Laboratory investigation on the effects of overburden pressure, water, and time on slaking induced material property degradation of coal mine spoil
Gallage, Chaminda, Mostofa, Golam, Vosolo, David, & Rajapakse, Jayasiri (2015) Laboratory investigation on the effects of overburden pressure, water, and time on slaking induced material property degradation of coal mine spoil. In Hossain, Zakaria, Kobayashi, Akira, & Inazumi, Shinya (Eds.) Geotechnique, Construction Materials and Environment, The Geomate International Society, Osaka, Japan, pp. 395-400.
In open-cut strip mining, waste material is placed in-pit to minimise operational mine costs. Slope failures in these spoil piles pose a significant safety risk to personnel, along with a financial risk from loss of equipment and scheduling delays. It has been observed that most spoil pile failures occur when the pit has been previously filled with water and then subsequently dewatered. The failures are often initiated at the base of spoil piles where the material can undergo significant slaking (disintegration) over time due to overburden pressure and water saturation. It is important to understand how the mechanical properties of base spoil material are affected by slaking when designing safe spoil pile slope angles, heights, and dewatering rates. In this study, fresh spoil material collected from a coal mine in Brown Basin Coalfield of Queensland, Australia was subjected to high overburden pressure (0 – 900 kPa) under saturated condition and maintained over a period of time (0 – 6 months) allowing the material to slake. To create the above conditions, laboratory designed pressure chambers were used. Once a spoil sample was slaked under certain overburden pressure over a period of time, it was tested for classification, permeability, and strength properties. Results of this testing program suggested that the slaking of saturated coal mine spoil increase with overburden pressure and the time duration over which the overburden pressure was maintained. Further, it was observed that shear strength and permeability of spoil decreased with increase in spoil slaking.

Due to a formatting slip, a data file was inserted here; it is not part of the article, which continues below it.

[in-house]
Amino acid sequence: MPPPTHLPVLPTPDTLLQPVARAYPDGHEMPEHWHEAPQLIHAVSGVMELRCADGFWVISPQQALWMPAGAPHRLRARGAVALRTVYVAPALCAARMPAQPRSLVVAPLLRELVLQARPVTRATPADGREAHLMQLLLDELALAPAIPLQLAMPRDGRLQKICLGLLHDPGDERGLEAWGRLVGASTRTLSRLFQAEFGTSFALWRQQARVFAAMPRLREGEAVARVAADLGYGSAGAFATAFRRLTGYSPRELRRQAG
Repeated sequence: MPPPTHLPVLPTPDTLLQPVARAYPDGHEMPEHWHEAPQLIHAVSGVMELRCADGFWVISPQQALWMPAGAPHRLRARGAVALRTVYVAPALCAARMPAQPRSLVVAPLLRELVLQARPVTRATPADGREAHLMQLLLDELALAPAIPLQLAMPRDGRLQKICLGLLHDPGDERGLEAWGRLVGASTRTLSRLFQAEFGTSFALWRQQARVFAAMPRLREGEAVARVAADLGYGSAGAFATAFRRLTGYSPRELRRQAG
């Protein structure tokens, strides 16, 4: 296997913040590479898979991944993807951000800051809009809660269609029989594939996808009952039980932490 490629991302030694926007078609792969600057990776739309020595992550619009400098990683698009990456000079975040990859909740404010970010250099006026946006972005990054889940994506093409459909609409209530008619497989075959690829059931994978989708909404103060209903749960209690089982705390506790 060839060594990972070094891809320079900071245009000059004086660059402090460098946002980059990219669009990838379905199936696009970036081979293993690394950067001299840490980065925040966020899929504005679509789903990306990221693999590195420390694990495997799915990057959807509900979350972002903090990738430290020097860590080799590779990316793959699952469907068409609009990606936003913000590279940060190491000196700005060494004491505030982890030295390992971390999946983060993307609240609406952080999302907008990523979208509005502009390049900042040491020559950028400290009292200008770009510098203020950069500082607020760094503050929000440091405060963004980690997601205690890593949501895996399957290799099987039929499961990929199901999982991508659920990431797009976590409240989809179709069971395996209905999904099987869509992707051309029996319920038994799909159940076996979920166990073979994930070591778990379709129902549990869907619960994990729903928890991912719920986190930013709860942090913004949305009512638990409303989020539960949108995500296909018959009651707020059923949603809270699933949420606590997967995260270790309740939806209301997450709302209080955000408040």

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|Item Type:||Conference Paper|
|Keywords:||Coal mine spoil, Slaking, Overburden Pressure, Shear Strength, Permeability|
|Subjects:||Australian and New Zealand Standard Research Classification > ENGINEERING (090000) > CIVIL ENGINEERING (090500) > Civil Geotechnical Engineering (090501)
Australian and New Zealand Standard Research Classification > ENGINEERING (090000) > CIVIL ENGINEERING (090500) > Water Quality Engineering (090508)
Australian and New Zealand Standard Research Classification > ENGINEERING (090000) > ENVIRONMENTAL ENGINEERING (090700) > Environmental Technologies (090703)
|Divisions:||Current > Schools > School of Civil Engineering & Built Environment
Current > Schools > School of Earth, Environmental & Biological Sciences
Current > QUT Faculties and Divisions > Science & Engineering Faculty
|Copyright Owner:||Copyright 2015 The Geomate International Society|
|Deposited On:||23 Nov 2015 05:49|
|Last Modified:||28 Nov 2015 13:04|
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